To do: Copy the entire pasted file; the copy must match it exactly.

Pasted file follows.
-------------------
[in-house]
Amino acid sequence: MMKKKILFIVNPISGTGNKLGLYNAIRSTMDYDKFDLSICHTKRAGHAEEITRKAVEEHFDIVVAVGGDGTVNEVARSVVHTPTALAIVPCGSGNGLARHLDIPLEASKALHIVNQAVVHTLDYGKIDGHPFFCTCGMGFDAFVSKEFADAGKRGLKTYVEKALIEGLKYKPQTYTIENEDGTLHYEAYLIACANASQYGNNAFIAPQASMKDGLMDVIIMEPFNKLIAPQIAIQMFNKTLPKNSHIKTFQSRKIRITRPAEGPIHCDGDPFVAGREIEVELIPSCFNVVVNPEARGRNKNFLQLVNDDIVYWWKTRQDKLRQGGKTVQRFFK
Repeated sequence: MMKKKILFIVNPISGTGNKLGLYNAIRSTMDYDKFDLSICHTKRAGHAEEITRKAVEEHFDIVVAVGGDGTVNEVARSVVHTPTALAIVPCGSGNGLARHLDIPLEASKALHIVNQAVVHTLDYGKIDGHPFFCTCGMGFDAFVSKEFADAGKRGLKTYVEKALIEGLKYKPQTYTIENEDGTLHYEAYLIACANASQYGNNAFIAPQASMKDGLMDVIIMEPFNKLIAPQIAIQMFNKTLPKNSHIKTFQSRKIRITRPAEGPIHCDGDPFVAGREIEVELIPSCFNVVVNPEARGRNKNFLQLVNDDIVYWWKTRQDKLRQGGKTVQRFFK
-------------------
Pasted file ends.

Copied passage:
[in-house]
Amino acid sequence: MMKKKILFIVNPISGTGNKLGLYNAIRSTMDYDKFDLSICHTKRAGHAEEITRKAVEEHFDIVVAVGGDGTVNEVARSVVHTPTALAIVPCGSGNGLARHLDIPLEASKALHIVNQAVVHTLDYGKIDGHPFFCTCGMGFDAFVSKEFADAGKRGLKTYVEKALIEGLKYKPQTYTIENEDGTLHYEAYLIACANASQYGNNAFIAPQASMKDGLMDVIIMEPFNKLIAPQIAIQMFNKTLPKNSHIKTFQSRKIRITRPAEGPIHCDGDPFVAGREIEVELIPSCFNVVVNPEARGRNKNFLQLVNDDIVYWWKTRQDKLRQGGKTVQRFFK
Repeated sequence: MMKKKILFIVNPISGTGNKLGLYNAIRSTMDYDKFDLSICHTKRAGHAEEITRKAVEEHFDIVVAVGGDGTVNEVARSVVHTPTALAIVPCGSGNGLARHLDIPLEASKALHIVNQAVVHTLDYGKIDGHPFFCTCGMGFDAFVSKEFADAGKRGLKTYVEKALIEGLKYKPQTYTIENEDGTLHYEAYLIACANASQYGNNAFIAPQASMKDGLMDVIIMEPFNKLIAPQIAIQMFNKTLPKNSHIKTFQSRKIRITRPAEGPIHCDGDPFVAGREIEVELIPSCFNVVVNPEARGRNKNFLQLVNDDIVYWWKTRQDKLRQGGKTVQRFFK